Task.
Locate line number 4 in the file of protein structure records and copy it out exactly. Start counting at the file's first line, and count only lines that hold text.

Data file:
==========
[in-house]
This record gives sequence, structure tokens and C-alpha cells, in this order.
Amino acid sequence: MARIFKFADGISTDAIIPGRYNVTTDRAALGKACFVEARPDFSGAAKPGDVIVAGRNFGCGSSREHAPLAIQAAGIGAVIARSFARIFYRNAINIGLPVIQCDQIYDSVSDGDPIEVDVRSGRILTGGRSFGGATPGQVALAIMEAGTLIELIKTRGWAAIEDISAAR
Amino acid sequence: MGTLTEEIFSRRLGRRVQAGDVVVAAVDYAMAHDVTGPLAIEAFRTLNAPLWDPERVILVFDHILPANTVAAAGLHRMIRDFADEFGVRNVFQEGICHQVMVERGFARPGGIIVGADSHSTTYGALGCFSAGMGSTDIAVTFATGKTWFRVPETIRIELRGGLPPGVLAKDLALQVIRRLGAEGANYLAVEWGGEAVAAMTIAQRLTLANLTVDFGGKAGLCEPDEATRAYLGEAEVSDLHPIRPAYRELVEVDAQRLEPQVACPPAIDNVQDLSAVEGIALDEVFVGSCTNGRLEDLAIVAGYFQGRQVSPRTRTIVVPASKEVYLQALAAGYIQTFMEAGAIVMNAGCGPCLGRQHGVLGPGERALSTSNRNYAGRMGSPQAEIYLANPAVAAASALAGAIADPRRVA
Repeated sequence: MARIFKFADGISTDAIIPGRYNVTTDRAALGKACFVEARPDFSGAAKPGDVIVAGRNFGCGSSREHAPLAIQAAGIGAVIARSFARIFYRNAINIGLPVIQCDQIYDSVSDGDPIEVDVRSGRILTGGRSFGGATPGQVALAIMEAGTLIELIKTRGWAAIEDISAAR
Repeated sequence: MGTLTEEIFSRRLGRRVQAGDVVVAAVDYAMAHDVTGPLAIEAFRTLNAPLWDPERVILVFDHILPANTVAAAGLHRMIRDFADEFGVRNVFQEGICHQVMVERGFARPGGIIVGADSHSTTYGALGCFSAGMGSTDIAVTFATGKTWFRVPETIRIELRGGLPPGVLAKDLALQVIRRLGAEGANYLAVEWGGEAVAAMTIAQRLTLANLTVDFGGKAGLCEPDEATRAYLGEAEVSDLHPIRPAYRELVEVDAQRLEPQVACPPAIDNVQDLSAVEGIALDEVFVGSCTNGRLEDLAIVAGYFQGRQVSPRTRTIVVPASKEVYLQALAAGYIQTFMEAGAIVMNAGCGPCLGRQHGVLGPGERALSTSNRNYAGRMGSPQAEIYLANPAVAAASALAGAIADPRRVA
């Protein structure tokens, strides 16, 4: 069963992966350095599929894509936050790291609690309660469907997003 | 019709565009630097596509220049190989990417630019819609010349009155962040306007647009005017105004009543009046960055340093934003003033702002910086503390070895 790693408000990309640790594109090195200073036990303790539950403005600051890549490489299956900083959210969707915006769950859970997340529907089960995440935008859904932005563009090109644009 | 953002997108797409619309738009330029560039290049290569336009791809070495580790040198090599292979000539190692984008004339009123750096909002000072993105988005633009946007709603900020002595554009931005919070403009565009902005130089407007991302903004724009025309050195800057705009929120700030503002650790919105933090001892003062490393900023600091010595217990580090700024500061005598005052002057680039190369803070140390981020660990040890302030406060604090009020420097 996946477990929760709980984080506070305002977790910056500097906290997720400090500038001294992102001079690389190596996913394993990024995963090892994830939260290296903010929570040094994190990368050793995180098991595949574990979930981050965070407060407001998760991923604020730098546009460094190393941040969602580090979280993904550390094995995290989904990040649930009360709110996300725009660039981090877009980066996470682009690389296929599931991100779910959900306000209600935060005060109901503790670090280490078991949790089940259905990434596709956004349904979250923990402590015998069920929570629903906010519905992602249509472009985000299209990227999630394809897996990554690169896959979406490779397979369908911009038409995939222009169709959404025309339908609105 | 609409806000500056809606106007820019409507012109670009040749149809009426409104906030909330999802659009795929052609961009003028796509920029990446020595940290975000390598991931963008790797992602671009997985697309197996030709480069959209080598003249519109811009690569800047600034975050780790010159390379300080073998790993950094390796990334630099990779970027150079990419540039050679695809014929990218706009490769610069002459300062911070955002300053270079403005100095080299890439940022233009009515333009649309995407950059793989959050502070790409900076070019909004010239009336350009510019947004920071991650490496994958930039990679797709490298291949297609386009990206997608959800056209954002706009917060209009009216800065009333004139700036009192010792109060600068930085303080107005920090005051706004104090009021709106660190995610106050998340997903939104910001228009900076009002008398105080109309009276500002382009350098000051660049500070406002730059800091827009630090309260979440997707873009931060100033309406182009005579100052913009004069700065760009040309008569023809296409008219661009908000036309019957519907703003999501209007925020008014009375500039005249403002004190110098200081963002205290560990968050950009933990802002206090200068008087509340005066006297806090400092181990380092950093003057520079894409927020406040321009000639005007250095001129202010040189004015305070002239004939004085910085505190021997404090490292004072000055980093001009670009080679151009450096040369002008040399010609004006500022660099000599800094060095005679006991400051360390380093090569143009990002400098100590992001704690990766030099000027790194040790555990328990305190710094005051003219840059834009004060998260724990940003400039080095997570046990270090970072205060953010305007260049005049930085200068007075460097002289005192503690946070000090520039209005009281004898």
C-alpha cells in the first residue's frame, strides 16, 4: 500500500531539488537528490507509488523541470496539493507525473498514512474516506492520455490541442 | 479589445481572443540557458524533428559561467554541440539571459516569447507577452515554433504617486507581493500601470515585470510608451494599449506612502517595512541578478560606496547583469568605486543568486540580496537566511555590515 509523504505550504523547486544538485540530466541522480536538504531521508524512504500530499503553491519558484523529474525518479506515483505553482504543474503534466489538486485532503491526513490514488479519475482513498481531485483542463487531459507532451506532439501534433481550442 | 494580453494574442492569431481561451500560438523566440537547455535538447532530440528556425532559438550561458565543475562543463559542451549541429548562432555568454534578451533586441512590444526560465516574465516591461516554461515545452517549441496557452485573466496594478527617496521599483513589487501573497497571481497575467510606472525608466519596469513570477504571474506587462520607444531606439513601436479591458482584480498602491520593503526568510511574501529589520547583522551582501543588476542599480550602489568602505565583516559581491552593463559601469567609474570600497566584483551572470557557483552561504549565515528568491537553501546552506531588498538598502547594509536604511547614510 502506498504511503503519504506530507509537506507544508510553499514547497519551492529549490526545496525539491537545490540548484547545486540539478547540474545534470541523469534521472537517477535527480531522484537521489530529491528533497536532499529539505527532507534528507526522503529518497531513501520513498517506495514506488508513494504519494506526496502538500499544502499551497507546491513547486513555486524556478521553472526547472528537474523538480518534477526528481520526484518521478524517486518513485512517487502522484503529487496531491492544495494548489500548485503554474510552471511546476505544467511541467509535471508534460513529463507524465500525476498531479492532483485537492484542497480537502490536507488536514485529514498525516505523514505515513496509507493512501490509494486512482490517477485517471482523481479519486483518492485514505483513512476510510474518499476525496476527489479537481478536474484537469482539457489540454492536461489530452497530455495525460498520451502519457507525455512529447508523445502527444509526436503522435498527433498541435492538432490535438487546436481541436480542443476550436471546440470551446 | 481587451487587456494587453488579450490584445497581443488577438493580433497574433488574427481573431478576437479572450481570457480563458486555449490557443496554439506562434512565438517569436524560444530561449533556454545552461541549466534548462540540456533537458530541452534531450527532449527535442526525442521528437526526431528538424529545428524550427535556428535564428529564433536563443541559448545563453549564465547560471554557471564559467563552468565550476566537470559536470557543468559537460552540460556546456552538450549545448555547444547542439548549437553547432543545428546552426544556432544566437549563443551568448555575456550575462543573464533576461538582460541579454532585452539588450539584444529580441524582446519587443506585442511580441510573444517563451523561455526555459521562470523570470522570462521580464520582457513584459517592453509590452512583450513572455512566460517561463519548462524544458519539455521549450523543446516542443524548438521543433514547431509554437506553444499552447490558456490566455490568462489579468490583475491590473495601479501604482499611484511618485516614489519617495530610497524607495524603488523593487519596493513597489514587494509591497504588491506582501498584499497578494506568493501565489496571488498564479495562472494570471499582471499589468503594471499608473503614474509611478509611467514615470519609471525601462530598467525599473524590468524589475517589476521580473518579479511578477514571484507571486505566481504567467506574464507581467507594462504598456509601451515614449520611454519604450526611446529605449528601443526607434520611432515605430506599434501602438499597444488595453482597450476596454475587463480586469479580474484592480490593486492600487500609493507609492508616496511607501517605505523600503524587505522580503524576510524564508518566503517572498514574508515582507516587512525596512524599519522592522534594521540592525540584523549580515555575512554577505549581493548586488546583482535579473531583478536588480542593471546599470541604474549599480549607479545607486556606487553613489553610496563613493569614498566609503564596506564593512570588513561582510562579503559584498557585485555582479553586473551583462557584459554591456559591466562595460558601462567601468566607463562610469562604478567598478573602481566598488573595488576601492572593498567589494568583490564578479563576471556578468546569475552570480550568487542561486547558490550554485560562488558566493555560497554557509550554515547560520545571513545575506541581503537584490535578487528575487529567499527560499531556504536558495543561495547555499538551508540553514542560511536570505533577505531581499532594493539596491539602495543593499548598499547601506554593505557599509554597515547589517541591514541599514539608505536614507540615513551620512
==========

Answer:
Amino acid sequence: MGTLTEEIFSRRLGRRVQAGDVVVAAVDYAMAHDVTGPLAIEAFRTLNAPLWDPERVILVFDHILPANTVAAAGLHRMIRDFADEFGVRNVFQEGICHQVMVERGFARPGGIIVGADSHSTTYGALGCFSAGMGSTDIAVTFATGKTWFRVPETIRIELRGGLPPGVLAKDLALQVIRRLGAEGANYLAVEWGGEAVAAMTIAQRLTLANLTVDFGGKAGLCEPDEATRAYLGEAEVSDLHPIRPAYRELVEVDAQRLEPQVACPPAIDNVQDLSAVEGIALDEVFVGSCTNGRLEDLAIVAGYFQGRQVSPRTRTIVVPASKEVYLQALAAGYIQTFMEAGAIVMNAGCGPCLGRQHGVLGPGERALSTSNRNYAGRMGSPQAEIYLANPAVAAASALAGAIADPRRVA